Reflections on a tropical Brisbane

My childhood home: the tangled overgrown garden setting of the Brisbane Queenslander

I love flying into Brisbane. After 22 years living away from my home town, I still get a thrill returning, as I did again late last week.

It’s not that Brisbane is better than Sydney or Melbourne — or Cairns, my ‘new’ home of over 20 years. It’s not better or worse than anywhere. It’s just the place that most resonates with me. I think this resonance is more than simply the memories I have of growing up here — although they surely count for something. But I have memories of other places too and those places do not feel the same. Brisbane is a place with which I feel a deep affinity despite its drawbacks. Its elements have given rise to my world view. And these elements, to me, are the spirit of the tropics.

Based on its latitude south of the Tropic of Capricorn, Brisbane is a subtropical city. However with the changing climate, my colleague Steve Turton points out that the boundary between the tropics and subtropics has shifted south. Brisbane is increasingly becoming a truly tropical city.

Absent the science, Brisbane has always felt tropical to me. Since my move north to Cairns and my intermittent experiences in Singapore I realise that my impressions of place growing up fell somewhat short of the reality of tropical life. But not short enough for me to forego my identity as a person of the tropics.

Amidst the bird life at a picnic at JC Slaughter Falls: 10km from the CBD

On this trip I ran the newly re-opened Riverwalk from New Farm to the CBD. At a snail’s pace, it took just 15 minutes in the late afternoon sun to reach the bars and restaurants of the Eagle St pier. Along the way I was reminded of the things that stood out to me as signposts of this place and in a way, of me.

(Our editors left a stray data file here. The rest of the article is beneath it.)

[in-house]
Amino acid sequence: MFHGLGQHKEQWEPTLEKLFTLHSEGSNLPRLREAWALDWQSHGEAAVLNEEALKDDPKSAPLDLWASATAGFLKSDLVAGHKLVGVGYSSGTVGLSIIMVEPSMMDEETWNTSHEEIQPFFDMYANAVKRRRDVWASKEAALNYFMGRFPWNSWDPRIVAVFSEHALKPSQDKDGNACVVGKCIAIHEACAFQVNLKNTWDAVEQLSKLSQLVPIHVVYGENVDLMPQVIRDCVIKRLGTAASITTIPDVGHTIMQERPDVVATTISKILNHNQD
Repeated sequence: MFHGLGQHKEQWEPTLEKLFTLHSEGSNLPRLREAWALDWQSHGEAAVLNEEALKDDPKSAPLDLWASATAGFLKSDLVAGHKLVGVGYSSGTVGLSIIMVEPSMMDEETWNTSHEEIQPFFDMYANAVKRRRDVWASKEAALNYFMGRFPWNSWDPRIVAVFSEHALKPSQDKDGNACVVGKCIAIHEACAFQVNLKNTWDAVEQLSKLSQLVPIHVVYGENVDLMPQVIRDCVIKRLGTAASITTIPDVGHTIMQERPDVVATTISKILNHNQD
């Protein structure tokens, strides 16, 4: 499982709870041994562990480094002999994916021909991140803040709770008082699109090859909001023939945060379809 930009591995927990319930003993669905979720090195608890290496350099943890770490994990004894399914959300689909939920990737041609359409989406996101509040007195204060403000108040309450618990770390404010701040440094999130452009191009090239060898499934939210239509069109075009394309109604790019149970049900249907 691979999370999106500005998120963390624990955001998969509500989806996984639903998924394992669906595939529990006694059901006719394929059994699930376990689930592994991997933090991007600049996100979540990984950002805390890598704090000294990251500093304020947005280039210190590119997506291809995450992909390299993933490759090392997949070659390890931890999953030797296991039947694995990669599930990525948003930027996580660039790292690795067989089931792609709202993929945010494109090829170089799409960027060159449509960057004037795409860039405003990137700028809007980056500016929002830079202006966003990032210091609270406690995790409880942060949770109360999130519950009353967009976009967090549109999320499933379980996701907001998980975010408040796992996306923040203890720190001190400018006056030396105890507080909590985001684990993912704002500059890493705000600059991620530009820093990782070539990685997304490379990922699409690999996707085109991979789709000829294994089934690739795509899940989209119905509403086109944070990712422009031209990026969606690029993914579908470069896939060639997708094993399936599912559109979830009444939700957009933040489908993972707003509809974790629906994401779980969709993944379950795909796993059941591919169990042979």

Brisbane CBD

The shiny new Riverwalk replaced the previous one swept away by the Brisbane floods. I’d never used the old one but I had a fair bit of experience of the Brisbane River during my life. My grandparents had lived on the river at Chelmer. They endured the ‘74 floods but apart from that major disruption to my childhood experiences of the river, the riverbank was a fabulous place to play.

As an adult in the early 1990s, I lived on the river at New Farm. At that time I was rowing out of the old Commercial Rowing Club shed at South Brisbane, where the State Library now stands. Without a Riverwalk, I would either catch the ferry to work or walk on top of the cliffs between New Farm and the city.

House perched atop a cliff, between New Farm and the City

I am familiar with the view of the city from down on the river bank. There is a lot to discover at that level and all is revealed on the Riverwalk itself, if you’re of a mind to see it.

View of the city and Story Bridge over disused wharves.

Declarations of Brisbane’s ‘world city’ status following the G20 perhaps mask what I think is a more authentic picture. Like so many tropical cities, Brisbane has a visible colonial past. The shiny towers of the CBD dwarf the low-set sandstone buildings of the early days.

River-level basement window of Customs House — now a restaurant in CBD Brisbane

With colonisation comes the experience common to much of the tropical world: dispossession. The Aboriginal tent embassy at Musgrave Park in West End is a reminder of this. It is to our shame that there are familiar faces fronting protests about land rights and deaths in custody over 30 years after the protests of the Brisbane Commonwealth Games.

On this one afternoon, I saw a small, very small, portion of the pieces that make up my Brisbane. They loom large as the building blocks of the imaginary of the tropics that have informed my world-view, though there are many, many more. These fragments point to a rich reservoir of juxtaposition — of old and new, of shiny and decrepit, of dark and light. I remain convinced though that if we are to take the positive imaginary of the tropics we must also accept and resolve its burdens.

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